Home > Americas, Canada, Economics, Latin America, Politics, USA > Bringing the SPP Out of the Shadows

Bringing the SPP Out of the Shadows

Tim McSorley’s article on the Security and Prosperity Partnership(SPP) is available at The Dominion, an excerpt of which is below:

Pesticide limits are barriers to trade that must be eliminated. Integrated, high-tech border and secretive security measures are needed to ensure our safety against terrorists. Closed-door meetings between the leaders of Canada, Mexico and the US are advised only by a panel of 30 top CEOs from each country.

At first glance, many may dismiss this list as the fears of the isolationist far-Left, what New York Times columnist and author Thomas Friedman derided as the new Flat-Earthers who would deny the supremacy of globalization. But for those who are following the movements of the Security and Prosperity Partnership(SPP), these fears are slowly becoming a reality –- one that takes its next form at the so-called “Three Amigos” summit in Montebello, Quebec.

On August 20 and 21, Canadian Prime Minister Stephen Harper, US President George W. Bush and Mexican President Felipe Calderon will meet in this small resort town to discuss the next steps of the SPP. And while many Canadians have never heard of the partnership, activists from across North America are planning to make their presence felt at the “3 Bandidos” summit and hope to shed some light on what many are describing as ‘NAFTA Plus’.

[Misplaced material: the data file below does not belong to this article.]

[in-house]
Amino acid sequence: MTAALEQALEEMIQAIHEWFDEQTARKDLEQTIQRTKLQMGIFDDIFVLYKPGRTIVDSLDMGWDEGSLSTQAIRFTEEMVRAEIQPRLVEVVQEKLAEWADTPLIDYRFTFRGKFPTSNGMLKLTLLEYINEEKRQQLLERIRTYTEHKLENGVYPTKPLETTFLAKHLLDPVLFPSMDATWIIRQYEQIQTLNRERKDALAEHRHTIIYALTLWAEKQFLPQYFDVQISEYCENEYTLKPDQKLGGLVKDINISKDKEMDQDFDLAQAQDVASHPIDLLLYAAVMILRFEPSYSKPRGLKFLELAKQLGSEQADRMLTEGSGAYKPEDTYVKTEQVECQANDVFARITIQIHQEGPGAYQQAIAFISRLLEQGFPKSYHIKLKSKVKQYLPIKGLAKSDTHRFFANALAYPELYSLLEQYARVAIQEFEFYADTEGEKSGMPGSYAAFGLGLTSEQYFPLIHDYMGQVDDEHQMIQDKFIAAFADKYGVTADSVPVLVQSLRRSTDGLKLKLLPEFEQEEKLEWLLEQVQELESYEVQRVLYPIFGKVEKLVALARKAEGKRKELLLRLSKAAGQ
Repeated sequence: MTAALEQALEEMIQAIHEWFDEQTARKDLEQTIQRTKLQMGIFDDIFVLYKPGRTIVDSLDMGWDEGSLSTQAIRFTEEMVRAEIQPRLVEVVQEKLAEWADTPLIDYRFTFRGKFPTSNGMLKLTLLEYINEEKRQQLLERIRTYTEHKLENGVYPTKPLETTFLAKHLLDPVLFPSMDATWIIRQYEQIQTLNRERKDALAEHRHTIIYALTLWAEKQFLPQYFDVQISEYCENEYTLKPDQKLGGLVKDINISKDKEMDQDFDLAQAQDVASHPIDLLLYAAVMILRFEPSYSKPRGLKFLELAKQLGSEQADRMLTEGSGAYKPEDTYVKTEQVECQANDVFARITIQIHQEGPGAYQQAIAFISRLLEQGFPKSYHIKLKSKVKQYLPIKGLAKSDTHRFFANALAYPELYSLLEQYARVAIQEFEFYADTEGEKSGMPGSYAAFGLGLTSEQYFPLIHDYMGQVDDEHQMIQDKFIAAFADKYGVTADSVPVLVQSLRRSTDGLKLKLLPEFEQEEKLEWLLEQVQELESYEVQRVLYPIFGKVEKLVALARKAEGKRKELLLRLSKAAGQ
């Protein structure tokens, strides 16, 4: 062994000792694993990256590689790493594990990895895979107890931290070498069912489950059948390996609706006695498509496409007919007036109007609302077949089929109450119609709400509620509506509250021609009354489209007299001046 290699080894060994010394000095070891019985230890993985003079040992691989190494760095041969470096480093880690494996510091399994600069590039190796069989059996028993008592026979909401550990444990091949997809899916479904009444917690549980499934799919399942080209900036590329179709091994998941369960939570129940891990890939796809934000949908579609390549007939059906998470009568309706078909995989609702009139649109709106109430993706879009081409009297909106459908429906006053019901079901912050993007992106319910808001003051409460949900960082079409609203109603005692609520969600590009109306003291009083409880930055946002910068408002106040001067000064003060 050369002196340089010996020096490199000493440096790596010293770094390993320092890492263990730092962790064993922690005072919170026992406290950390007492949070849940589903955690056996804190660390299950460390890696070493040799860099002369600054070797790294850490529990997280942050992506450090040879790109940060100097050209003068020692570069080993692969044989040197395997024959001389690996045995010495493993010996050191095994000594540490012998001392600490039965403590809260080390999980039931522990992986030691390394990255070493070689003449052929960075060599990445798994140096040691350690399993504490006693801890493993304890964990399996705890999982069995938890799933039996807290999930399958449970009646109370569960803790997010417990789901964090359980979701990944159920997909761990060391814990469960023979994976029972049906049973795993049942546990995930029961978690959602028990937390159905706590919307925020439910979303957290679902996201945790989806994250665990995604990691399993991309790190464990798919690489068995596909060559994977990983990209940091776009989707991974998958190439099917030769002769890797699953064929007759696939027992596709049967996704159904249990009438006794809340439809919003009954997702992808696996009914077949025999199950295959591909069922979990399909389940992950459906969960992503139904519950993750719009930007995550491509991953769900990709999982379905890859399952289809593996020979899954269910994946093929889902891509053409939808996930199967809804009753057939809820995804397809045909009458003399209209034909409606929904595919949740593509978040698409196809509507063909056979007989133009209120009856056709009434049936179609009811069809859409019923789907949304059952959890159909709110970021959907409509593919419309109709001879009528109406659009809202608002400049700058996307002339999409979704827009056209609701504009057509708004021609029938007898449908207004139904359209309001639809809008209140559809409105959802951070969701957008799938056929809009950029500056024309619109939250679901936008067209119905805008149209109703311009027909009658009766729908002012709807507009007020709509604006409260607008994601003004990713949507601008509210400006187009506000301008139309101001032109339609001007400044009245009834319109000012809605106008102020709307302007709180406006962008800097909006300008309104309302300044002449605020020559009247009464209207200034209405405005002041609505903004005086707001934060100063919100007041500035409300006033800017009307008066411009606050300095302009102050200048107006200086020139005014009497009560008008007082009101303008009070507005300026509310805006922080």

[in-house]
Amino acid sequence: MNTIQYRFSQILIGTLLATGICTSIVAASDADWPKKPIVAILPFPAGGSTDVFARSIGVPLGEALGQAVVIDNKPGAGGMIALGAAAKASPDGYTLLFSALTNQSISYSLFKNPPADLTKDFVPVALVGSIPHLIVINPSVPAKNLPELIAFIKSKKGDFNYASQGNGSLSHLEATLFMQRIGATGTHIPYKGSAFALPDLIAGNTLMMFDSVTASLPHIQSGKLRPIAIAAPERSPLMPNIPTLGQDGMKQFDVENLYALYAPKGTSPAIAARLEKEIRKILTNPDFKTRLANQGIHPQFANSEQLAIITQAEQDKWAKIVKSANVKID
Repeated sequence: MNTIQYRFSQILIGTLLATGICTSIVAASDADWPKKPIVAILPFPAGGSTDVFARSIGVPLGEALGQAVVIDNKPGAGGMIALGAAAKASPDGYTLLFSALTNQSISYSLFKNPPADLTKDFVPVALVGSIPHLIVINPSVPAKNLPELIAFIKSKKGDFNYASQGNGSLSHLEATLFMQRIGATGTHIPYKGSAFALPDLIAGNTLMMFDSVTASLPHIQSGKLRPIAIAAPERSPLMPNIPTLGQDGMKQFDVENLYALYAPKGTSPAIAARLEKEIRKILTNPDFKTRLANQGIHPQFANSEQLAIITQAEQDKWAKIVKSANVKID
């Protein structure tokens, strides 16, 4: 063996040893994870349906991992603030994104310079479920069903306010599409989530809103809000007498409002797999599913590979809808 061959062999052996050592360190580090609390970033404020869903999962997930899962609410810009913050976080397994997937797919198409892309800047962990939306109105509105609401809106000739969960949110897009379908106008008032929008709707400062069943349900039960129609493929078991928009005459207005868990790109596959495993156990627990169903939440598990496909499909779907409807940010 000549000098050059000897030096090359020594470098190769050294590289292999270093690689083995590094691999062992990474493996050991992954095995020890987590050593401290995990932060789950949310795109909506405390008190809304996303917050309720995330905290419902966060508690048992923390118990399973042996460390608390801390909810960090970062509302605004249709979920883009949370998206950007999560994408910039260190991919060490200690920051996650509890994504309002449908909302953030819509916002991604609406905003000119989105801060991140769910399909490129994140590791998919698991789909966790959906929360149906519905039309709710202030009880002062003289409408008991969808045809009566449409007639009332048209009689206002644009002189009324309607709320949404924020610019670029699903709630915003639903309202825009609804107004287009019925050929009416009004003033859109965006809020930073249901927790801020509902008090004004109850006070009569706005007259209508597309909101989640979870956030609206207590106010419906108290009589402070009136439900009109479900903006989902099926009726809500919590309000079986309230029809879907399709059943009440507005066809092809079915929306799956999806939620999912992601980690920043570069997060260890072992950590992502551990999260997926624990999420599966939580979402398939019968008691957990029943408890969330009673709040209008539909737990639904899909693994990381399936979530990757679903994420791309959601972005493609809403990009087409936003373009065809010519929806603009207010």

…Because the SPP is not a formal treaty, but rather an ongoing round of discussions between various government officials on everything from border security to the further elimination of perceived barriers to trade, the partnership does not need to be approved or discussed in parliament or go before public hearings. Its meetings, like the one being held in Montebello, are held behind closed doors. The only official consultative body was formed in 2006. The North American Competitiveness Council(NACC) consists of 30 top businesspeople, 10 from each country, who serve as advisors on the policy being developed and discussed at the various SPP meetings (other encounters under the auspices of the SPP are held regularly by lower-level members of cabinet on issues of trade and security). The Canadian SPP website heralds this body for ensuring the private sector’s voice is heard in these ongoing discussions, but remains silent on what role the public’s voice should play in these discussions.

Read the complete text >>

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